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ASU Receives $12.5 Million To Help Build U.S. COVID-19 Serology Project

Arizona State University has received a $12.5 million contract from the National Cancer Institute. The university will help build the nation's largest coordinated effort to study immune responses to COVID-19.

The Serological Sciences Network for COVID-19, or SeroNet, will delve into some of the virus's many open questions, such as who gets sickest and why, and how long immunity might last.

Although ASU does not have a medical school, it has established itself as a center for virology and immunology research with experience with cancer-causing viruses like HPV.

Since May, when it developed one of the first COVID-19 saliva tests in the U.S., the university has provided more than 300,000 free tests to the community.

Biodesign executive director Joshua LaBaer said ASU hopes to develop a simple test, approved by the U.S. Food and Drug Administration, that detects prior coronavirus exposure.

"Serology is a measure of whether or not you have had the virus in the past. People who develop antibodies to the virus will have a positive serology test," LaBaer said.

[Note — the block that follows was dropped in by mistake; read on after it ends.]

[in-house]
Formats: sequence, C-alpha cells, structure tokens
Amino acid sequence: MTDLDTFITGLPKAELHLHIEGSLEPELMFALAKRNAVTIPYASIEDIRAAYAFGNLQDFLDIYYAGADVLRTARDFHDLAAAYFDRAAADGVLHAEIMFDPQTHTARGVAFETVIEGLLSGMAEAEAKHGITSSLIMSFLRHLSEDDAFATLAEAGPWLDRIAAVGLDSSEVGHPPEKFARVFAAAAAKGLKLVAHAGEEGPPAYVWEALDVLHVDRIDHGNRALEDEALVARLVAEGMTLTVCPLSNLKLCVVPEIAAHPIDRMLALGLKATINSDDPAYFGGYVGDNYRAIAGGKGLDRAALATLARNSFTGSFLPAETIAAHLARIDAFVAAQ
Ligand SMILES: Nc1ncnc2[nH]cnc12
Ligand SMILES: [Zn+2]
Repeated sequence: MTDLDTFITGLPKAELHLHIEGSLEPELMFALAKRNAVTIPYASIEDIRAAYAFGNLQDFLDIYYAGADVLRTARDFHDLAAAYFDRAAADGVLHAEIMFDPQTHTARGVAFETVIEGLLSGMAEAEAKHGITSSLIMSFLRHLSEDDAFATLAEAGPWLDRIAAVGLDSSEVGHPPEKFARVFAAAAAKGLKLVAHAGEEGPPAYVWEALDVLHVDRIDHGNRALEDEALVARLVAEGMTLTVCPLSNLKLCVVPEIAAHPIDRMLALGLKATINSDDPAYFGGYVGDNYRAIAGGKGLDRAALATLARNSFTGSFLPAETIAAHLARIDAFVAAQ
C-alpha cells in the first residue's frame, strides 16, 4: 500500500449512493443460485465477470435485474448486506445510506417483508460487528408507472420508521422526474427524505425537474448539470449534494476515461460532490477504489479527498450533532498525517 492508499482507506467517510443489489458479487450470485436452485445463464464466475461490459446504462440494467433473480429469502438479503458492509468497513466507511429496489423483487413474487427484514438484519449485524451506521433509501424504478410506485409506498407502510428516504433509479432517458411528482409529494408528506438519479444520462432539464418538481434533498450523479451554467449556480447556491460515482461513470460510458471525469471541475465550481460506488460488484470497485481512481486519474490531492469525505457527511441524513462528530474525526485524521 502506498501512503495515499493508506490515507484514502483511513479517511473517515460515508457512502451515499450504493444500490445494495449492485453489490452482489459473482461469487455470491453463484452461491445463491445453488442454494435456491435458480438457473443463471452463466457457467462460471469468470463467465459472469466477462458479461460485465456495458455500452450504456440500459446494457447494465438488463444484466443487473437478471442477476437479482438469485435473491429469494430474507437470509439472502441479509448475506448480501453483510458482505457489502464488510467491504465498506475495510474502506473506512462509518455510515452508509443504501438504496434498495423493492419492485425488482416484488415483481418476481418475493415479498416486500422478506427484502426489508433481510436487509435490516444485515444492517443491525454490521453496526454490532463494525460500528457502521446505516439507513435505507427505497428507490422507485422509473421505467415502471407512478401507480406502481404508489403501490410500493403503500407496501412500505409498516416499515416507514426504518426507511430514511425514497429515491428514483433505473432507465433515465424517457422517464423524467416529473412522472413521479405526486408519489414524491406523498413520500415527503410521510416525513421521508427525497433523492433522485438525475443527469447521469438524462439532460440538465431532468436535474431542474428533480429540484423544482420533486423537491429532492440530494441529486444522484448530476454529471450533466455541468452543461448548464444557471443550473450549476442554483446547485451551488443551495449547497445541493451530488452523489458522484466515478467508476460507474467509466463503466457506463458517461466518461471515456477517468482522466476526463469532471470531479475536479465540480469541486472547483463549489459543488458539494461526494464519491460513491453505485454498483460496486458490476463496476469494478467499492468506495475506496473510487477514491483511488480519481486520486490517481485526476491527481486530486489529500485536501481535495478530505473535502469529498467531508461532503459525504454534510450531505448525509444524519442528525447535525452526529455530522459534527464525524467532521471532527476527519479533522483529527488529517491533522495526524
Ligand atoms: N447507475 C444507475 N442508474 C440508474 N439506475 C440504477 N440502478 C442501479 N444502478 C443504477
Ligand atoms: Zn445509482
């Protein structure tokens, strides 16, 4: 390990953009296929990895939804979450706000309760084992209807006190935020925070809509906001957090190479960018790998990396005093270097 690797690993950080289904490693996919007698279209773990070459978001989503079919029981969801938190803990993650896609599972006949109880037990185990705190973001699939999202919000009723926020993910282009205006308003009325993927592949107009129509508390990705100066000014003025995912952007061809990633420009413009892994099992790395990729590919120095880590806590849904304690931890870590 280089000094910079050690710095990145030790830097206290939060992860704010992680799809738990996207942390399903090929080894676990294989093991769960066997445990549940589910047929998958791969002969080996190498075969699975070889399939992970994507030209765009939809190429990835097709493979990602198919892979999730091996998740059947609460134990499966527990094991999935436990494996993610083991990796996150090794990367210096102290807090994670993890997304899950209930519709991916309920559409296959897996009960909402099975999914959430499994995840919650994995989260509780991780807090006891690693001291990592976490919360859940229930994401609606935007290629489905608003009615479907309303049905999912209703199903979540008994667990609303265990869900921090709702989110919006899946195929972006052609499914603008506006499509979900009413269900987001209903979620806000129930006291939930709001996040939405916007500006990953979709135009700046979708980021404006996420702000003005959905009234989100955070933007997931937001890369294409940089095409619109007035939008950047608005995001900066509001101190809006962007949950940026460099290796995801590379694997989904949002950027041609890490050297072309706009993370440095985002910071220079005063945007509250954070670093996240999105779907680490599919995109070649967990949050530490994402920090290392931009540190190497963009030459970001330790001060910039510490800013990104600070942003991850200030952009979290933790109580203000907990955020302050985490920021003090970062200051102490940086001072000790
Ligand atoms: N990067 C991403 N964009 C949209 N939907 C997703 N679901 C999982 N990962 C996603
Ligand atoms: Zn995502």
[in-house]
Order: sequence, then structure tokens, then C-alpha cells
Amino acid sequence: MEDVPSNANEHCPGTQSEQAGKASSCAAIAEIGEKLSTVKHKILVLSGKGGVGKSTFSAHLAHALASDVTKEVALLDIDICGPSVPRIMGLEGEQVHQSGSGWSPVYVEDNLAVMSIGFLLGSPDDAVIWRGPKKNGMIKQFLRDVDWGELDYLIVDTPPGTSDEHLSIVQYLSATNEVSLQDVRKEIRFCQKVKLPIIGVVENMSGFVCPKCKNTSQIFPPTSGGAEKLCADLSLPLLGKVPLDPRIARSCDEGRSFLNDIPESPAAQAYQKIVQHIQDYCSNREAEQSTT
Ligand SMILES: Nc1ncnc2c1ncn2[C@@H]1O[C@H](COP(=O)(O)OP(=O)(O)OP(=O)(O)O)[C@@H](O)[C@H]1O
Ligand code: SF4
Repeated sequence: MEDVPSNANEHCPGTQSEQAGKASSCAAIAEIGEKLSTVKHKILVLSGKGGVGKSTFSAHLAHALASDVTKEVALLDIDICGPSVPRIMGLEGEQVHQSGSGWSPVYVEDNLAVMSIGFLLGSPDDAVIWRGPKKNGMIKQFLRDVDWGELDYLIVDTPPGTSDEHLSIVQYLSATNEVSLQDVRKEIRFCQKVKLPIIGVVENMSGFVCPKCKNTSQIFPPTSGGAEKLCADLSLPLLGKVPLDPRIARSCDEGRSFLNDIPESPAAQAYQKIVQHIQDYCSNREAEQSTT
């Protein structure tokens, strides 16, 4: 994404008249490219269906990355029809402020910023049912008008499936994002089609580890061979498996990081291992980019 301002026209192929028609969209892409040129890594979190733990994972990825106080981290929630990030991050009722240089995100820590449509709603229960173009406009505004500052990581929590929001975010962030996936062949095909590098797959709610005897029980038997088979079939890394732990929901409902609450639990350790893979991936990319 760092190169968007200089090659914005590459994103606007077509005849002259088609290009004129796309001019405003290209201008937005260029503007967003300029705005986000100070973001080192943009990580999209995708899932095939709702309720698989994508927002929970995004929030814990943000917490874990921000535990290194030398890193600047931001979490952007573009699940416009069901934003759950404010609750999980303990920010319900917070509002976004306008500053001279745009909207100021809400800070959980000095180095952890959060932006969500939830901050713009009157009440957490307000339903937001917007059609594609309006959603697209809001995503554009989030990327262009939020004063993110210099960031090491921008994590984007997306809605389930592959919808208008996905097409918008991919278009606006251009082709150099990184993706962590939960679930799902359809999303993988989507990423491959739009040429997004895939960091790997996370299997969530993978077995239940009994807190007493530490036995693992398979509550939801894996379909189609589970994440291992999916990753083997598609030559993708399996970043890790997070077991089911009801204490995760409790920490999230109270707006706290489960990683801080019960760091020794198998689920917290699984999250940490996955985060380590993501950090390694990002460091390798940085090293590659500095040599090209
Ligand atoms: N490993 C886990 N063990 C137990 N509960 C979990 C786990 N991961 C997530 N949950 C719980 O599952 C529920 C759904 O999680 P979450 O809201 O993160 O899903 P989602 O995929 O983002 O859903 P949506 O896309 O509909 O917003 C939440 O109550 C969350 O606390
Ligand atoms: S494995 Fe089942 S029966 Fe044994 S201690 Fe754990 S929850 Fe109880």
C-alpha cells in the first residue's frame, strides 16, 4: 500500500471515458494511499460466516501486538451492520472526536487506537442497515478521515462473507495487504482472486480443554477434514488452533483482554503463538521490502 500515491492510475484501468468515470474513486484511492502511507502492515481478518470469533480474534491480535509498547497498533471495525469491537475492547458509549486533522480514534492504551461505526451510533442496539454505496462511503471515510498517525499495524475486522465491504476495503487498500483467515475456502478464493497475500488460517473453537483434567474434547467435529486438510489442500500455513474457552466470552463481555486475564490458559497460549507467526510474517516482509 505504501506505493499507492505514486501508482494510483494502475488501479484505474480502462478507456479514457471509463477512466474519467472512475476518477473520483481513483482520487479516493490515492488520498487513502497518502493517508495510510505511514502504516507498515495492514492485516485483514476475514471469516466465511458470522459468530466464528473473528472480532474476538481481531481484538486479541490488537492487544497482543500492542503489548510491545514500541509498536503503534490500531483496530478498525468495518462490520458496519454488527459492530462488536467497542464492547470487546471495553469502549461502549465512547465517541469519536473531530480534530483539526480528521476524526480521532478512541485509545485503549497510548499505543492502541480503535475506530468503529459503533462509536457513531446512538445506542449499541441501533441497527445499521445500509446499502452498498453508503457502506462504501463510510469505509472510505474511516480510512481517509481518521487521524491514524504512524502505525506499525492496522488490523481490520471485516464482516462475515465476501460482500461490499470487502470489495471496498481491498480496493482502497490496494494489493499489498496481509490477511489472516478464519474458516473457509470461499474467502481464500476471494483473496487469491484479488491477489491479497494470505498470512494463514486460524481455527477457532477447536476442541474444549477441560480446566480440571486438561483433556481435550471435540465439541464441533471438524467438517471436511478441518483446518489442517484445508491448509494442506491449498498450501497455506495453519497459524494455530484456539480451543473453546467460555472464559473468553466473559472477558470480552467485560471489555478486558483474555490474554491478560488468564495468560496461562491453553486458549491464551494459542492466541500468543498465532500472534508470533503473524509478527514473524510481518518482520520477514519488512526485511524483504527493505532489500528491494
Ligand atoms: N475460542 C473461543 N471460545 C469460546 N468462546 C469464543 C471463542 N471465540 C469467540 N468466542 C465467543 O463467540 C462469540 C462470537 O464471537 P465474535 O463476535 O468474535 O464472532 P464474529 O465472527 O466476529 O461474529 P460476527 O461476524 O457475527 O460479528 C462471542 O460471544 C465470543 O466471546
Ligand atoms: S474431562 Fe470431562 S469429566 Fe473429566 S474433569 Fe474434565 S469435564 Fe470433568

NCI chose ASU as one of its four capacity-building centers, along with Feinstein Institute for Medical Research in Manhasset, New York; University of Minnesota in Minneapolis; and the Icahn School of Medicine at Mount Sinai in New York City.

ASU's Biodesign Capacity Building Center will improve on commercially available serology tests by assessing immune responses across a range of proteins and by measuring the strength of those responses.

Nicholas Gerbis was a senior field correspondent for KJZZ’s Arizona Science Desk from 2016 to 2024.